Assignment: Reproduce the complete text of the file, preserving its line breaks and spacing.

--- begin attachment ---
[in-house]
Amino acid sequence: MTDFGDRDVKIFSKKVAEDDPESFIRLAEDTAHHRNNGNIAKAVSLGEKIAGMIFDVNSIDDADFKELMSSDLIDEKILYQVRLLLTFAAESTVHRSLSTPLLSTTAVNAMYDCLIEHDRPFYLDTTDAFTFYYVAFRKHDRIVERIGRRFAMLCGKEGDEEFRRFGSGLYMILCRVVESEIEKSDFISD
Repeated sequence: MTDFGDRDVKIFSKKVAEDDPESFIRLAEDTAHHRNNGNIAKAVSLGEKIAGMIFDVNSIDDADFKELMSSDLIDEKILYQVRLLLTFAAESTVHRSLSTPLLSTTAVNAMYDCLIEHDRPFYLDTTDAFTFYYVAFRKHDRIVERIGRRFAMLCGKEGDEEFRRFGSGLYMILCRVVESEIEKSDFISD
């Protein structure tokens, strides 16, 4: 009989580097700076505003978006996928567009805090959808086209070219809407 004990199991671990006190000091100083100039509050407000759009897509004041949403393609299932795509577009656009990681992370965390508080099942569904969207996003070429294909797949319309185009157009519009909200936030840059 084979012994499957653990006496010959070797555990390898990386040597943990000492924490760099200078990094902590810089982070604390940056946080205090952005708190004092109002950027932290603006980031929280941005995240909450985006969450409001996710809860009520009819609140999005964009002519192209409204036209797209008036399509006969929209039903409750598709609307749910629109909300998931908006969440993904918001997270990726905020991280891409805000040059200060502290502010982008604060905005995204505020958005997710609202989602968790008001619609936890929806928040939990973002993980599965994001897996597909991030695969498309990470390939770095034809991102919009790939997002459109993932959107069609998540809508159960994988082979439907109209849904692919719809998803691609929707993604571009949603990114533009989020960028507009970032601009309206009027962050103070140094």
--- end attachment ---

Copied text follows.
[in-house]
Amino acid sequence: MTDFGDRDVKIFSKKVAEDDPESFIRLAEDTAHHRNNGNIAKAVSLGEKIAGMIFDVNSIDDADFKELMSSDLIDEKILYQVRLLLTFAAESTVHRSLSTPLLSTTAVNAMYDCLIEHDRPFYLDTTDAFTFYYVAFRKHDRIVERIGRRFAMLCGKEGDEEFRRFGSGLYMILCRVVESEIEKSDFISD
Repeated sequence: MTDFGDRDVKIFSKKVAEDDPESFIRLAEDTAHHRNNGNIAKAVSLGEKIAGMIFDVNSIDDADFKELMSSDLIDEKILYQVRLLLTFAAESTVHRSLSTPLLSTTAVNAMYDCLIEHDRPFYLDTTDAFTFYYVAFRKHDRIVERIGRRFAMLCGKEGDEEFRRFGSGLYMILCRVVESEIEKSDFISD
């Protein structure tokens, strides 16, 4: 009989580097700076505003978006996928567009805090959808086209070219809407 004990199991671990006190000091100083100039509050407000759009897509004041949403393609299932795509577009656009990681992370965390508080099942569904969207996003070429294909797949319309185009157009519009909200936030840059 084979012994499957653990006496010959070797555990390898990386040597943990000492924490760099200078990094902590810089982070604390940056946080205090952005708190004092109002950027932290603006980031929280941005995240909450985006969450409001996710809860009520009819609140999005964009002519192209409204036209797209008036399509006969929209039903409750598709609307749910629109909300998931908006969440993904918001997270990726905020991280891409805000040059200060502290502010982008604060905005995204505020958005997710609202989602968790008001619609936890929806928040939990973002993980599965994001897996597909991030695969498309990470390939770095034809991102919009790939997002459109993932959107069609998540809508159960994988082979439907109209849904692919719809998803691609929707993604571009949603990114533009989020960028507009970032601009309206009027962050103070140094």